Saturday, November 05, 2005

Double Agents - Militants Beware

In 1605 the UK government claimed to have uncovered a plot to blow up parliament.

Some historians do not believe the government version of the Gunpowder Plot.

Some historians have argued that the conspiracy was really devised by King James's spy-master, Robert Cecil.

It is argued that Cecil wanted to have an excuse to clamp down on Catholics and take more land and money from them.

Many people, when told about the Gunpowder Plot, agreed to Cecil's plans to pass a series of laws persecuting Catholics.

Some historians suggest that Cecil blackmailed Robert Catesby into organising the plot.

Back in 1605, rumours circulated that Francis Tresham, a probable double agent who knew too much, had been poisoned while being held captive in the Tower of London.

There is one theory that Tresham was allowed to escape to Spain where he travelled under the name of Matthew Brunninge.

Information on Tresham:


The Gunpowder Plot of 1605:

The official story of the gunpowder plot does not make sense.

The 'confessions' were obtained under torture.

Why would the Catholic plotters have wanted to blow up parliament when it housed not only Protestants but also all the country's leading Catholics?

Elizabeth, James' Protestant daughter, was was due to take over, if the plotters succeeded.

Why would the Catholic plotters want Elizabeth on the throne?

The government had a monopoly on gunpowder and it was stored in places like the Tower of London.

How did the conspirators get hold of 36 barrels of gunpowder without drawing attention to themselves?

How was the gunpowder moved across London from the Tower of London to Westminster (at least two miles distant) without anyone seeing it?

The River Thames would not have been used as it could have lead to the gunpowder becoming damp and useless.

Thirty six barrels would have been a sizeable quantity to move without causing suspicion.

Why were men who were known to be Catholics allowed to rent out a house so near to the Houses of Parliament?

How did they move 36 barrels from that house to the cellar of the Houses of Parliament without anyone noticing?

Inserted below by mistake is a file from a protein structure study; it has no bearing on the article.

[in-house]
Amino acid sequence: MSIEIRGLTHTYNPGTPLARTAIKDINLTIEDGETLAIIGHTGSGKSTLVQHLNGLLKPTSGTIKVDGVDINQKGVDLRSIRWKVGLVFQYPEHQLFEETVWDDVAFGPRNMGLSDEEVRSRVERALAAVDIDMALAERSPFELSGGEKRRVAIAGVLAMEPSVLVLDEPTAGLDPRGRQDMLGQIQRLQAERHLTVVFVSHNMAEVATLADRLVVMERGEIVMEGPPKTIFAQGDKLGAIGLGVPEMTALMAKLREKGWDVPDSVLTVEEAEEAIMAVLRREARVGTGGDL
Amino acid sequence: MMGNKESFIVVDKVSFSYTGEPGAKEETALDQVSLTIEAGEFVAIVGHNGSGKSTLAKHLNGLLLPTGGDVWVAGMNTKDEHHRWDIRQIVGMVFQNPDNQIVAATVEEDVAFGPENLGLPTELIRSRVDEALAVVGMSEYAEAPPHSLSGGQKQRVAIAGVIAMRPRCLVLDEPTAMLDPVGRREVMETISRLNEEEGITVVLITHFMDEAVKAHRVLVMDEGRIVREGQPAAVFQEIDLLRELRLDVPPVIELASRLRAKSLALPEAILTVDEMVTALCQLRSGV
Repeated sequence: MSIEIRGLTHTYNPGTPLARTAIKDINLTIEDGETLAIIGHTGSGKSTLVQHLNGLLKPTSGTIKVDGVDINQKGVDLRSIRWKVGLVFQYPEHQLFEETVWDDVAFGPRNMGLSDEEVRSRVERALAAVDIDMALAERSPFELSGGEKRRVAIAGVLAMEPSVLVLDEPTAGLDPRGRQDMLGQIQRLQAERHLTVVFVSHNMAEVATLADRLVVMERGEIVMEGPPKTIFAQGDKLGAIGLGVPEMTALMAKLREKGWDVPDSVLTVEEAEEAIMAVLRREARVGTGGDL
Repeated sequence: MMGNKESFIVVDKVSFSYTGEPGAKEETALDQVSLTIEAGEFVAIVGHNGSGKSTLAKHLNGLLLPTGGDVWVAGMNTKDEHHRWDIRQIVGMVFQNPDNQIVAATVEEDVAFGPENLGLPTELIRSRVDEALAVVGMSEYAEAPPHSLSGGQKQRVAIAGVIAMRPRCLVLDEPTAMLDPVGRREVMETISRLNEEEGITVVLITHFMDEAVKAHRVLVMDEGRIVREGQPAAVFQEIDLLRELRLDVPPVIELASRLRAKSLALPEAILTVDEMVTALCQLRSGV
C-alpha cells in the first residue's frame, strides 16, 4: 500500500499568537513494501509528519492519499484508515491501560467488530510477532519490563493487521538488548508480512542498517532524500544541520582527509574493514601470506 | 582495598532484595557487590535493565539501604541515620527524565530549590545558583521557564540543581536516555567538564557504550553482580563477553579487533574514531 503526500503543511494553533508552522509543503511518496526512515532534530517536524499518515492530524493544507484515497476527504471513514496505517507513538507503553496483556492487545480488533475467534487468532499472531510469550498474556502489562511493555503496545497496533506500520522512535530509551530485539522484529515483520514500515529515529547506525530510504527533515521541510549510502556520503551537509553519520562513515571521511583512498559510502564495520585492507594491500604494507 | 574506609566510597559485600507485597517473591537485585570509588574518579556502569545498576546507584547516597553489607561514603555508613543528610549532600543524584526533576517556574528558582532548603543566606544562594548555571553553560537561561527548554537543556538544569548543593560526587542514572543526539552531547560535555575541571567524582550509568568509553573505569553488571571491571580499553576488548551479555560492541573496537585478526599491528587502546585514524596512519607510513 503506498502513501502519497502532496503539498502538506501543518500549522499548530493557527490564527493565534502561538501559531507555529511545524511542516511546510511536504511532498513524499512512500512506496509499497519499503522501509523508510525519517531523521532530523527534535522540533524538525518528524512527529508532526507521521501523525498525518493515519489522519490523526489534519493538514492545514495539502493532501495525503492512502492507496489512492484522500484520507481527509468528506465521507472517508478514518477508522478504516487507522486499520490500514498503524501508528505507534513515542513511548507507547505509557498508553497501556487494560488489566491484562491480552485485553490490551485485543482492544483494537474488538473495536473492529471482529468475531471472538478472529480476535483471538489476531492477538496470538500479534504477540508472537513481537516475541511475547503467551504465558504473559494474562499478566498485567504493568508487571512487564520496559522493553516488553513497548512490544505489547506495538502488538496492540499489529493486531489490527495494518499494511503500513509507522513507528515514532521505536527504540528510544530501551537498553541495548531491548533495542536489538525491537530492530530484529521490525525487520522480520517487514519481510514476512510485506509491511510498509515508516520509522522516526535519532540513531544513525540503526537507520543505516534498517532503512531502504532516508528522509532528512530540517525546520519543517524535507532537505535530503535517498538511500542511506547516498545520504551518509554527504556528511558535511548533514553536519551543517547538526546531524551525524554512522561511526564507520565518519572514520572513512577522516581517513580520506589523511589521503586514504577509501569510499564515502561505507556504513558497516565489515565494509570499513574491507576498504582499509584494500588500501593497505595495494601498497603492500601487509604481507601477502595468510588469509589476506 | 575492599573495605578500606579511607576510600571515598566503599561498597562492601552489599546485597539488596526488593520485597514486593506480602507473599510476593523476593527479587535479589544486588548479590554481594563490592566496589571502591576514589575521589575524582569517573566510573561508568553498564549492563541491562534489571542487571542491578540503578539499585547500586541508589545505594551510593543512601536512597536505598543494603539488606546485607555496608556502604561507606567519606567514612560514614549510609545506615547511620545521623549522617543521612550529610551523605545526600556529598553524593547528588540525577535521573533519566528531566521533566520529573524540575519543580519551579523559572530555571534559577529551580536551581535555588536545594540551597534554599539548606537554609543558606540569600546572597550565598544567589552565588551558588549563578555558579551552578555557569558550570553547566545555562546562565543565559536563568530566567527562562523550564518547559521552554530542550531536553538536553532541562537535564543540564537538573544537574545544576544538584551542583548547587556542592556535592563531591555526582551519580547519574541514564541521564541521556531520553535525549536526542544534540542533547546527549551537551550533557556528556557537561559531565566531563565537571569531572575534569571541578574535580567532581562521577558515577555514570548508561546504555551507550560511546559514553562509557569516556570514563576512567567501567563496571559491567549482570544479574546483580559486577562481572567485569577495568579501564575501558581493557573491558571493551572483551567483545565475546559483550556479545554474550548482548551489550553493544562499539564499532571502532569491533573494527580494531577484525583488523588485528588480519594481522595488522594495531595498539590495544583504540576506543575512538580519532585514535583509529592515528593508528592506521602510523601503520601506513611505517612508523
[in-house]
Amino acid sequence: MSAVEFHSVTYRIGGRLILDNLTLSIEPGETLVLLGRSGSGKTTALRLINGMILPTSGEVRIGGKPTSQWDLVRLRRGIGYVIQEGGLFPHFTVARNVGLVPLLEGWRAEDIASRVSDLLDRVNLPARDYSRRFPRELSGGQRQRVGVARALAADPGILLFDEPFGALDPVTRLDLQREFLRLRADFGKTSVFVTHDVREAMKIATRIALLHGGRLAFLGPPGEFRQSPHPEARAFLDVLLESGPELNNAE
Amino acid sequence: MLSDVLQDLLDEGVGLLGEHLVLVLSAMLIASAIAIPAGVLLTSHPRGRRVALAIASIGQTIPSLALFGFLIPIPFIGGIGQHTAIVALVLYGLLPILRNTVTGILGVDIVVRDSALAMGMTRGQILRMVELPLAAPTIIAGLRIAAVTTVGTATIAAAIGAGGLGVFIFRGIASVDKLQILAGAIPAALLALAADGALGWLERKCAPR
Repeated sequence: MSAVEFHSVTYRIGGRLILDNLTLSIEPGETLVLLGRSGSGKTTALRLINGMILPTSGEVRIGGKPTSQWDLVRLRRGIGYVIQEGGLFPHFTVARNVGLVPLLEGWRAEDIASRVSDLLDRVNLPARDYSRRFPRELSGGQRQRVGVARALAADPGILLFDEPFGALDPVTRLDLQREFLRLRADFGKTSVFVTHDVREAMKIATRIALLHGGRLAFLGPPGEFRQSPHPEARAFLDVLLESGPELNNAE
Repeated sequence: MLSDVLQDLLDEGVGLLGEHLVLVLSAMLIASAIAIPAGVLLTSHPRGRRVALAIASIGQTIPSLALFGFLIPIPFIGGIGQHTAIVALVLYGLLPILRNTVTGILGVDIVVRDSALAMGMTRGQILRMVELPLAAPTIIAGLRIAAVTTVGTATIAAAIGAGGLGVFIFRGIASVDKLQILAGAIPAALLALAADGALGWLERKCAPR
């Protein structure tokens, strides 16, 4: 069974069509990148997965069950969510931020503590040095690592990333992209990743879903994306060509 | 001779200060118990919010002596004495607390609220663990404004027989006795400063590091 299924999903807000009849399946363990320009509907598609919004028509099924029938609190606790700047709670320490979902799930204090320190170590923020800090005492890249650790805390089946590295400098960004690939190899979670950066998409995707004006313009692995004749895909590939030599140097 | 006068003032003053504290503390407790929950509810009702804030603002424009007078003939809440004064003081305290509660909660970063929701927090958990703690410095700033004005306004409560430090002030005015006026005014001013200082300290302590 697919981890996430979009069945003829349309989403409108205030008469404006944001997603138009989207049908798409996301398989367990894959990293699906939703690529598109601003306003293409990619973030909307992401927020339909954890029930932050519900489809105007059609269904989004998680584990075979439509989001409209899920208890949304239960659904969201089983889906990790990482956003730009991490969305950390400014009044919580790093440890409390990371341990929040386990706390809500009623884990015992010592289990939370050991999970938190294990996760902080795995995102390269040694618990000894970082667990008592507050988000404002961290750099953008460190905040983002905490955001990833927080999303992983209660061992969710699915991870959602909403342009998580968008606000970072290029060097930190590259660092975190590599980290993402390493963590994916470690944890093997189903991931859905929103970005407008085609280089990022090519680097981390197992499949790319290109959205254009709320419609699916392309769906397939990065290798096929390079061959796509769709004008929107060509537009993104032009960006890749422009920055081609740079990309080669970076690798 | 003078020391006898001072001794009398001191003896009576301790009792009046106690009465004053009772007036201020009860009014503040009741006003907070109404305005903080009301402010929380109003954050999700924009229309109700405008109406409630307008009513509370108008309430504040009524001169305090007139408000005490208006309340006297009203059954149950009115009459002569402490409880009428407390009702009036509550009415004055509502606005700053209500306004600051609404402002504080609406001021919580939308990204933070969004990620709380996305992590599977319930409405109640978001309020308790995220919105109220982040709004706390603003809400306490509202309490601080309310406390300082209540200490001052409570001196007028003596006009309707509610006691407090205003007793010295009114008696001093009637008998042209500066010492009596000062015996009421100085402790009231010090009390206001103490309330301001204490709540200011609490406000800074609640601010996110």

Why, for the first time in history, was there a search of Parliament's cellars that conveniently found Guy Fawkes?

Why was the soldier who killed the plotters Catesby and Percy at Holbeech House in the Midlands, given such a large pension for life (10p a day for life) when their arrest and torture was more desirable so that the names of any other conspirators might be found out?


From larwilson2001:

The plotters were all known to the authorities. Winter and Percy were actually paid by the government as double-agents!

They didn't notice anything suspicious when the date of opening parliament was changed to the 4th November 'The King's Day'. It was normally the end of October.

They could have escaped while Fawkes was being questioned but they all went to hide in the house of Robert Catesby!


From Channel 4:

The Monteagle letter

A member of the House of Lords, Lord Monteagle, a closet Catholic, received a letter warning him not to attend parliament.

Monteagle was married to Robert Catesby's first cousin Elizabeth Tresham.

On 26 October, he was handed an anonymous letter that had been delivered to one of his servants by a mysterious stranger.

It urged Monteagle to 'Retire yourself into the country for ... they shall receive a terrible blow this Parliament and yet they shall not see who hurts them.'

By his own account, Monteagle immediately took the letter to James I's spymaster, Robert Cecil, earl of Salisbury.

On Friday, 1 November, Cecil showed it to his royal master, who had been away on a hunting trip.

The following day, the decision was taken to search the Houses of Parliament 'above and below' – but two more days passed before this was done.

After the discovery of the plot, Monteagle received land and a pension worth £500 a year.

Who wrote the Monteagle letter?

The balance of opinion is that it was a concocted document, but we will never know exactly by whom.

It was truly a 'dark and doubtful' communication, possibly fabricated by Monteagle himself with the connivance of Cecil.

Certainly Cecil's leisurely approach to interpreting its meaning and showing it to the king suggest his complicity.



If, as Father Gerard thinks (and he is not at all alone in his opinion), the government knew of the plot for some time before Monteagle's letter and yet allowed it to proceed, from that time it was no longer a conspiracy against the crown, but a conspiracy of the crown against political adversaries, whom they were luring on, by some agent provocateur, to their doom.

In the case of the Babington Plot, indeed, we have direct proof that this was done in the letters of the provocateurs themselves.


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